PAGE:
In addition to the on-farm sites, replicated trials were established at the University of Maine’s Rogers Farm in the fall of 2006 and repeated in 2007. The four treatments in each of the trials were; standard fall tillage with cover crop (tilled/cover crop), No-seed rain, No-till planting with cover crop (no-till/cover crop) and Flail mow with no tillage and no cover crop (flail/no-till/no cover crop). The establishment crop for the 2006 phase was spring triticale and the test crop, grown in 2007 was sweet corn. The establishment crop for the 2007 phase was winter squash and the test crop to be grown in 2008 will again be sweet corn.

There has been an increasing interest in the topic of weed seedbank management at local and regional grower meetings. The new datasets from Managing Weed Seed Rain were featured at three invited presentations during the 2008 calendar year:

• Managing the weed seedbank with many little hammers. Growing Organic Grains, University of Vermont Cooperative Extension Spring Grain Growers’ Meeting, Berlin, VT (April 3, 2008).
• Innovative strategies for managing weeds in cereals. Growing Organic Grains, University of Vermont Cooperative Extension Spring Grain Growers’ Meeting, Berlin, VT (April 3, 2008).
• A multiple stress approach to managing the weed seedbank. Northeast Organic Farming Association-New York 26th Annual Winter Farming & Gardening Conference, Saratoga Springs, NY (January 25, 2008).

Impacts and Contributions/Outcomes

The Rogers Farm and on-farm sites were visited before primary tillage to collect soil samples to measure the effect of the treatments on the germinable portion of the weed seed bank. Ten soil cores (5 at selected on-farm sites) using probes that were 6.5 cm in diameter were collected from each of the large treatment blocks. The seed predator exclosure areas were sampled separately with ten cores collected from within the caged area and a corresponding 10 core sample collected immediately outside the caged area. The samples were placed in greenhouse flats and over the course of the summer germinating weeds were identified and counted.

Data collection from the Rogers Farm replicated trial included both soil seedbank work and infield weed density counts prior to tillage.

Evidence from both on-farm sites, and the replicated on-station support our original hypothesis that seed predators may contribute to significant fall/overwinter/spring seed removal. Using an increased number of predation exclosure in the 2008 field season (compared to prior years), we no change in the spring germinable seedbank at one on-farm location (an average of 5,000 germinable weed seeds within predation exclosures, and 5,000 germinable seeds outside the exclosures). However, at two other on-farm sites, and at the the replicated on-station trial, predator exclosures resulted in an average of 60% more germinable weed seeds, suggesting that predators were responsible for a 40% reduction in the seedbank. For example, at the Goranson Farm, the germinable weed seedbank averaged 10,000 seeds within exclosures, but 6,000 outside the exclosures. In the replicated trial the germinable weed seedbank averaged 62,000 seeds within exclosures, but 36,000 outside the exclosures.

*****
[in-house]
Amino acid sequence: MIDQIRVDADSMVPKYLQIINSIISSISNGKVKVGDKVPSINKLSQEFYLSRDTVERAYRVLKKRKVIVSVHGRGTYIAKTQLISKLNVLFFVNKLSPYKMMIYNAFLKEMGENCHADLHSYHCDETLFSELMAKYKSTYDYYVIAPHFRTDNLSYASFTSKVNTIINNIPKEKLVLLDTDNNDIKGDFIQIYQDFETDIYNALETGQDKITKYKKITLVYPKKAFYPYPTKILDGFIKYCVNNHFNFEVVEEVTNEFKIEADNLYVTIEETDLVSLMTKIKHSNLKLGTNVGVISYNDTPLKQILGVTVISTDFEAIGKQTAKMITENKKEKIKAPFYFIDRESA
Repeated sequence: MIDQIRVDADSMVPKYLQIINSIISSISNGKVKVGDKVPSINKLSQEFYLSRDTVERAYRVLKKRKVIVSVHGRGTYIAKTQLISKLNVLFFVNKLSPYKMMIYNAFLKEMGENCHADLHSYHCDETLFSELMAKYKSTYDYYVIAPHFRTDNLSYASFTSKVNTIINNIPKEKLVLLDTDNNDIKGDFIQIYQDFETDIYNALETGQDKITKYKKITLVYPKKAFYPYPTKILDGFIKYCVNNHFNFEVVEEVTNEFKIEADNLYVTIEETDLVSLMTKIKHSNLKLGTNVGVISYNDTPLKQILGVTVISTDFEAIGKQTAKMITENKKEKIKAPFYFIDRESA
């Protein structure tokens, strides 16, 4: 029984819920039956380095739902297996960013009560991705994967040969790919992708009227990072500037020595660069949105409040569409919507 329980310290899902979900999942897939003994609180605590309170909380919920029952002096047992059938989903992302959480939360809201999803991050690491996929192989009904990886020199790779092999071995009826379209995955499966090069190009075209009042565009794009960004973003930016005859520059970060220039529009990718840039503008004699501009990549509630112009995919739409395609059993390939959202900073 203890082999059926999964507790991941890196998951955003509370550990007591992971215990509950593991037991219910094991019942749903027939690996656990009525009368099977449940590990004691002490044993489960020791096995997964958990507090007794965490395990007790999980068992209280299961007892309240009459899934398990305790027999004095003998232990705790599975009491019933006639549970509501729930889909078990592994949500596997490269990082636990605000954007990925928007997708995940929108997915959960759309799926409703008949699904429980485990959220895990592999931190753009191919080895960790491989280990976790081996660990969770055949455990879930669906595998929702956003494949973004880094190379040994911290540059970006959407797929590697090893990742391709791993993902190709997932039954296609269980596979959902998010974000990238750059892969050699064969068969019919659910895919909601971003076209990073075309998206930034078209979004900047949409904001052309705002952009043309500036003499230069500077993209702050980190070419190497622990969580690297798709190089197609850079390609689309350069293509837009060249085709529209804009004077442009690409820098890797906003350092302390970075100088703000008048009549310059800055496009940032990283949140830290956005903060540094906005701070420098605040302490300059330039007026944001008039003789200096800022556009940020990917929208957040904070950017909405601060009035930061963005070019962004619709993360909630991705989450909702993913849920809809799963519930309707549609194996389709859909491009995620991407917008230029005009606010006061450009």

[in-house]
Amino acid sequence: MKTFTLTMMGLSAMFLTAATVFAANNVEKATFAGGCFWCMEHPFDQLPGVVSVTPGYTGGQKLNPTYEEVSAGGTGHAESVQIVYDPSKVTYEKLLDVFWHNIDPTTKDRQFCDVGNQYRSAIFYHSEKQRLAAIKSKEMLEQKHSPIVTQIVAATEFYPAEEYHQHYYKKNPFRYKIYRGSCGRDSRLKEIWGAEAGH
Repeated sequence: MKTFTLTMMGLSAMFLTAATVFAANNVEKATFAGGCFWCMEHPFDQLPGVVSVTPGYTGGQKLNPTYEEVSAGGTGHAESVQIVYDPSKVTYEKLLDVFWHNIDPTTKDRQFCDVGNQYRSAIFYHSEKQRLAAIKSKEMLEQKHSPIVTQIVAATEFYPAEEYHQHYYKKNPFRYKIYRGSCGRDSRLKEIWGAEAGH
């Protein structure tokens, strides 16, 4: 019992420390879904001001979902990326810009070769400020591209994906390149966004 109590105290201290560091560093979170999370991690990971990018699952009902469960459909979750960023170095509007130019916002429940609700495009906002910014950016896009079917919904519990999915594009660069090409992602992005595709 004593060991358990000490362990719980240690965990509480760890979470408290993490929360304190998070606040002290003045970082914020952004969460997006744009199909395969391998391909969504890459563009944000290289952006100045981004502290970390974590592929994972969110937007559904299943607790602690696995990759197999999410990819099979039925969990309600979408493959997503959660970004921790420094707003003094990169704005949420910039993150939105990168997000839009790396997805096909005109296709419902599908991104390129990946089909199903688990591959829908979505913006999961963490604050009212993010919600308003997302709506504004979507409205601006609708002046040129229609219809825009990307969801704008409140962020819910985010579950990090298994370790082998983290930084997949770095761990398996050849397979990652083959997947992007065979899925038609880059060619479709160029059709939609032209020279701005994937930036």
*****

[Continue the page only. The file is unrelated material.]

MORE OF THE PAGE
Inexplicably, however, we failed to detect a significant difference in the germinable seedbank between fall no-till and tilled cover crop treatments. For example, the germinable seedbank of common lambsquarters, measured in the spring following either no-till or tilled cover cropping, was 11,000 and 13,000 germinable seeds per square meter, respectively. The impact of the weed-free control was dramatic: 600 germinable common lambsquarters seeds per square meter. While it may not be surprising that eliminating weed seed rain causes a reduction in the germinable seedbank, the magnitude of this single-season effect is noteworthy. It demonstrates that, even for a species with complex seed dormancy such as common lambsquarters, benefits of seebank management practices may be realized within a short time frame.


Eric Sideman
Director of Technical Services
Maine Organic Farmers and Gardeners
PO Box 170
Unity, ME 04988
Office Phone: 2075684142
John Halloran
Agricultural Production Economist
New England Plant, Soil and Water Laboratory
Orono, ME 04469-5753
Office Phone: 2075813281
Rick Kersbergen
Extension Educator
University of Maine Cooperative Extension
992 Waterville Road
Waldo, ME 04915-3117
Office Phone: 2073425971
Ellen Mallory
Research Associate
University of Maine
5722 Deering Hall
Orono, ME 04469-5722
Office Phone: 2073566963